Railroad crossing is on the way out
By LORRIE LYKINSASK
Published September 10, 2006
Several reader inquiries about the sad state of the railroad crossing on 28th Street S north of Interstate 275 and south of Fairfield Drive brought a prompt answer from Michael Frederick, the city's manager of Neighborhood Transportation and Parking.
One reader wrote, in part, "The railroad tracks are gone but the crossing gates are still there. Are they going to replace the tracks or take down the crossing gates?"
Frederick responded via e-mail: "The city is currently conducting preliminary design of the Pinellas Trail Extension from where it currently terminates at 34th Street to Downtown. Construction is expected to start by the fall of 2007. The removal of the existing track and hardware will be one of the first tasks in the project, and this will include restoration of all roadway crossings."
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Speaking of bone-jarring railroad crossings, another mess is the CSX crossing on Park Boulevard in Pinellas Park, where rubber grade panels have deteriorated significantly in the westbound lane, making for a particularity rough ride for folks who travel Park everyday.
Pinellas Park officials say the problem is complicated because it involves coordinating with the city, the Florida Department of Transportation and the railroad.
According to Pinellas Park records, the DOT told Scott Pinheiro, Pinellas Park's director of Engineering Services Division, in April that temporary repairs would take place in June. However, no work has started yet.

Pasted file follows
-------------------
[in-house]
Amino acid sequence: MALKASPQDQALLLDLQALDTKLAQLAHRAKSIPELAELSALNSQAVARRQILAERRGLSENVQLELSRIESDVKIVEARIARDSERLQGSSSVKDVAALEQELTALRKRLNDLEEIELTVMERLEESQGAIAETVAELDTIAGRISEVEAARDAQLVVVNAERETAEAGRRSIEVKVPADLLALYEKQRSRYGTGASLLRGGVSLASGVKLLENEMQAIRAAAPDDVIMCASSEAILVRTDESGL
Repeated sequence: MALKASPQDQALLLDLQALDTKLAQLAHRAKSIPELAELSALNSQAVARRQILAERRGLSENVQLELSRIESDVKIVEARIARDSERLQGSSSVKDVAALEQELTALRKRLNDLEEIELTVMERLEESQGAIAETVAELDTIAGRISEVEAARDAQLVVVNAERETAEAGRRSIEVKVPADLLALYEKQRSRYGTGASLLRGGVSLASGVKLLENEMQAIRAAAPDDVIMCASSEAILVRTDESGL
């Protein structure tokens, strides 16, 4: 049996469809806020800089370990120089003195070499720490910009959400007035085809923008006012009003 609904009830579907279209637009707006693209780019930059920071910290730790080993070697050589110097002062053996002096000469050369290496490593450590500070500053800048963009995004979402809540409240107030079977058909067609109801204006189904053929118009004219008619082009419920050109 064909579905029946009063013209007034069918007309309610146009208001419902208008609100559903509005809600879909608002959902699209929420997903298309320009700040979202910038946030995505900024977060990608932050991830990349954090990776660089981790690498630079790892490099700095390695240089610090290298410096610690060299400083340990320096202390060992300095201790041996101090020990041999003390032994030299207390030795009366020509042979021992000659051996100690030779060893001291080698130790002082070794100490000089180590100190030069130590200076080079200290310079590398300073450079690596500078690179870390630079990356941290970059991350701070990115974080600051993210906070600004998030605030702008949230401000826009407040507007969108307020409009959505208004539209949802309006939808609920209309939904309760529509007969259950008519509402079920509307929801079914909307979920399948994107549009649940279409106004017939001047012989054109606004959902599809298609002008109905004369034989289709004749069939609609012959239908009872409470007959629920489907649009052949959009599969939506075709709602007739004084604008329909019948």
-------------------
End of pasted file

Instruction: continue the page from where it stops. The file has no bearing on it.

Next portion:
Pinheiro sent an e-mail to the DOT last month requesting that action be taken.
"I drove the westbound center lane of Park Boulevard today at the posted speed of 45 mph and it appears that the rubber grade crossing is getting worse and separating. I feel that if a vehicle is traveling westbound at this location, it may cause a vehicle to shift over to an adjacent lane," Pinheiro wrote.
James A. Andrews, the district railroad administrator for the DOT, replied via e-mail last week that an order for temporary repairs to the railroad crossing were sent to CSX on Sept 1.
"This project will consist of removing the rubber panels and replacing with asphalt. We are currently working with CSX on a schedule for the work," Andrews wrote.
Once repair work begins, westbound traffic will be detoured to share the eastbound lanes and the opposite detour will occur when the eastbound crossing is repaired.
Unfortunately, motorists will have to be content with a temporary fix.
In an April e-mail to Pinheiro, Andrews said, "The permanent replacement of the whole crossing will be several years from now."
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Also on the complaint line: An alarmed reader noting that the view on 38th Avenue N at the I-275 northbound access is obstructed by trees recently planted in the median.
John Simpson, the DOT's district landscape architect, said he is aware of the project, which he described in a memo as a "beautification project funded by the department DOT and constructed by the city. It represents a legitimate concern."
Simpson's opinion is that maintaining a clear sight line is a matter of keeping the trees well-pruned.
The city is required by a maintenance agreement to prune parts of plants that may present a visibility hazard. Officials assured us that the city's road landscape maintenance department will include the median in routine landscape maintenance.
Until next week, happy and safe motoring!
Please share your traffic concerns, comments and questions with Dr. Delay via e-mail at firstname.lastname@example.org.